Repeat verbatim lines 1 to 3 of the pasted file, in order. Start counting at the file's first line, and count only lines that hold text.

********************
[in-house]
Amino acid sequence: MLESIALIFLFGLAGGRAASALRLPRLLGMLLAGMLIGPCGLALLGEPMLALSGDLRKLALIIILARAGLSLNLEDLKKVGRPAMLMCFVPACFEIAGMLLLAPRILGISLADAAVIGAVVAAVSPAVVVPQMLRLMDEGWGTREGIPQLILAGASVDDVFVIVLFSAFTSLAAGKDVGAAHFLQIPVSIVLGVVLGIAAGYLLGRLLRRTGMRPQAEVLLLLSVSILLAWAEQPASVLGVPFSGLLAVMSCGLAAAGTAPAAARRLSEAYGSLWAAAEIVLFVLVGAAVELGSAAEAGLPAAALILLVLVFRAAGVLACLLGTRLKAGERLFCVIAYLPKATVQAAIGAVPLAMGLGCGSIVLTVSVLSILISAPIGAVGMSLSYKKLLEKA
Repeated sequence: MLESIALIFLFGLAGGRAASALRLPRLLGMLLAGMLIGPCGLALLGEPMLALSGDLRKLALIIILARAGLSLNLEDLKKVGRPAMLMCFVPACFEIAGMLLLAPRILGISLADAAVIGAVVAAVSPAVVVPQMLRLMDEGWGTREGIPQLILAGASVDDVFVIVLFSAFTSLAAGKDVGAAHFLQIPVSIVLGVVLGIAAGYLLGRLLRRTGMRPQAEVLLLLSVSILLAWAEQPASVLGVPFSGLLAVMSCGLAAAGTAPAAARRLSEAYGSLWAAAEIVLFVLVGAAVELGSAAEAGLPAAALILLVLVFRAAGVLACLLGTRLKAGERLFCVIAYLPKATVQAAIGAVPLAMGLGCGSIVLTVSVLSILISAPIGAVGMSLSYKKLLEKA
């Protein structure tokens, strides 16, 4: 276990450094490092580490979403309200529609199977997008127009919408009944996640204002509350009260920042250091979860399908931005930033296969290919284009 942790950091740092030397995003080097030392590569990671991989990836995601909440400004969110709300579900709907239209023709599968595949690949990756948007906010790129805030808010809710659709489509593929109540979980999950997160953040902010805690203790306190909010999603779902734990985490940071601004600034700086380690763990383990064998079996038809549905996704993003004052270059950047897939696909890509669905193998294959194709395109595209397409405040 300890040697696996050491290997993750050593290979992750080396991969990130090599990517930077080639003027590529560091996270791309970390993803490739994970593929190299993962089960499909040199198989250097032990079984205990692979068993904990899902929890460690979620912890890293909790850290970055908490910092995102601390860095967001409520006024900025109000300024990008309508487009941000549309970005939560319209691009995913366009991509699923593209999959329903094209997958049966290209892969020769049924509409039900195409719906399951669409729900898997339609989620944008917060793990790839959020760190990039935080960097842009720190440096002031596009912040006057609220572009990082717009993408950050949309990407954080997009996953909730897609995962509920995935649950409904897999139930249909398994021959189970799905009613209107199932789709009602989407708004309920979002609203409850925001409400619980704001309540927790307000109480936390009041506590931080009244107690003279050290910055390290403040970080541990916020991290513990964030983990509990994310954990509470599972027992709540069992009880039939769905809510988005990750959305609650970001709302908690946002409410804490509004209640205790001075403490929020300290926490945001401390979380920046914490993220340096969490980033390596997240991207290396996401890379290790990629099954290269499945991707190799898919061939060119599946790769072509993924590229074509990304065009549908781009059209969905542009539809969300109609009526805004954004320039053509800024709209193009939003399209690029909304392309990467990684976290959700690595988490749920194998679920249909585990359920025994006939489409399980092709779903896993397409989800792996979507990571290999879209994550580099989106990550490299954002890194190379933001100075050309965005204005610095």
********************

[in-house]
Amino acid sequence: MLESIALIFLFGLAGGRAASALRLPRLLGMLLAGMLIGPCGLALLGEPMLALSGDLRKLALIIILARAGLSLNLEDLKKVGRPAMLMCFVPACFEIAGMLLLAPRILGISLADAAVIGAVVAAVSPAVVVPQMLRLMDEGWGTREGIPQLILAGASVDDVFVIVLFSAFTSLAAGKDVGAAHFLQIPVSIVLGVVLGIAAGYLLGRLLRRTGMRPQAEVLLLLSVSILLAWAEQPASVLGVPFSGLLAVMSCGLAAAGTAPAAARRLSEAYGSLWAAAEIVLFVLVGAAVELGSAAEAGLPAAALILLVLVFRAAGVLACLLGTRLKAGERLFCVIAYLPKATVQAAIGAVPLAMGLGCGSIVLTVSVLSILISAPIGAVGMSLSYKKLLEKA
Repeated sequence: MLESIALIFLFGLAGGRAASALRLPRLLGMLLAGMLIGPCGLALLGEPMLALSGDLRKLALIIILARAGLSLNLEDLKKVGRPAMLMCFVPACFEIAGMLLLAPRILGISLADAAVIGAVVAAVSPAVVVPQMLRLMDEGWGTREGIPQLILAGASVDDVFVIVLFSAFTSLAAGKDVGAAHFLQIPVSIVLGVVLGIAAGYLLGRLLRRTGMRPQAEVLLLLSVSILLAWAEQPASVLGVPFSGLLAVMSCGLAAAGTAPAAARRLSEAYGSLWAAAEIVLFVLVGAAVELGSAAEAGLPAAALILLVLVFRAAGVLACLLGTRLKAGERLFCVIAYLPKATVQAAIGAVPLAMGLGCGSIVLTVSVLSILISAPIGAVGMSLSYKKLLEKA